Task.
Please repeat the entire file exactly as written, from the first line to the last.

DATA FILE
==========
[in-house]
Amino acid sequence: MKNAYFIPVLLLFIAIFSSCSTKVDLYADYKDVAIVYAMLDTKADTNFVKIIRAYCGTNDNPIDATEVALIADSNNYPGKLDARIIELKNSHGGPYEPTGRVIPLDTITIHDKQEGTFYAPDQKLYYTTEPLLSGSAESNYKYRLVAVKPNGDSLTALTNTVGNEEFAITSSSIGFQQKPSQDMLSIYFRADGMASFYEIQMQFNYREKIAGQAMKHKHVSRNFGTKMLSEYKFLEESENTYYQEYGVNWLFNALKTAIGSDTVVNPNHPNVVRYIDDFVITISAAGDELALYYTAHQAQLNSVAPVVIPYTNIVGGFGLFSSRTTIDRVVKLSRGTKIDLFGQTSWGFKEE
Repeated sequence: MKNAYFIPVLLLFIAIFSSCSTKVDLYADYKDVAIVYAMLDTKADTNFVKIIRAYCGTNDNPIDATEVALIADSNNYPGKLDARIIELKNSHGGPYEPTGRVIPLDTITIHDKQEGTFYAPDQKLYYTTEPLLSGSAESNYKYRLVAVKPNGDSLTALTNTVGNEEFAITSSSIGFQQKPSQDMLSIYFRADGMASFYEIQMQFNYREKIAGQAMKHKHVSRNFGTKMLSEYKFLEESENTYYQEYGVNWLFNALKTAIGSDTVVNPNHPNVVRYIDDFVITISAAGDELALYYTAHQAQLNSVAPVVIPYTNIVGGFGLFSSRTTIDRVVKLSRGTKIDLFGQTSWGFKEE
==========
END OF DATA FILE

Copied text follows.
[in-house]
Amino acid sequence: MKNAYFIPVLLLFIAIFSSCSTKVDLYADYKDVAIVYAMLDTKADTNFVKIIRAYCGTNDNPIDATEVALIADSNNYPGKLDARIIELKNSHGGPYEPTGRVIPLDTITIHDKQEGTFYAPDQKLYYTTEPLLSGSAESNYKYRLVAVKPNGDSLTALTNTVGNEEFAITSSSIGFQQKPSQDMLSIYFRADGMASFYEIQMQFNYREKIAGQAMKHKHVSRNFGTKMLSEYKFLEESENTYYQEYGVNWLFNALKTAIGSDTVVNPNHPNVVRYIDDFVITISAAGDELALYYTAHQAQLNSVAPVVIPYTNIVGGFGLFSSRTTIDRVVKLSRGTKIDLFGQTSWGFKEE
Repeated sequence: MKNAYFIPVLLLFIAIFSSCSTKVDLYADYKDVAIVYAMLDTKADTNFVKIIRAYCGTNDNPIDATEVALIADSNNYPGKLDARIIELKNSHGGPYEPTGRVIPLDTITIHDKQEGTFYAPDQKLYYTTEPLLSGSAESNYKYRLVAVKPNGDSLTALTNTVGNEEFAITSSSIGFQQKPSQDMLSIYFRADGMASFYEIQMQFNYREKIAGQAMKHKHVSRNFGTKMLSEYKFLEESENTYYQEYGVNWLFNALKTAIGSDTVVNPNHPNVVRYIDDFVITISAAGDELALYYTAHQAQLNSVAPVVIPYTNIVGGFGLFSSRTTIDRVVKLSRGTKIDLFGQTSWGFKEE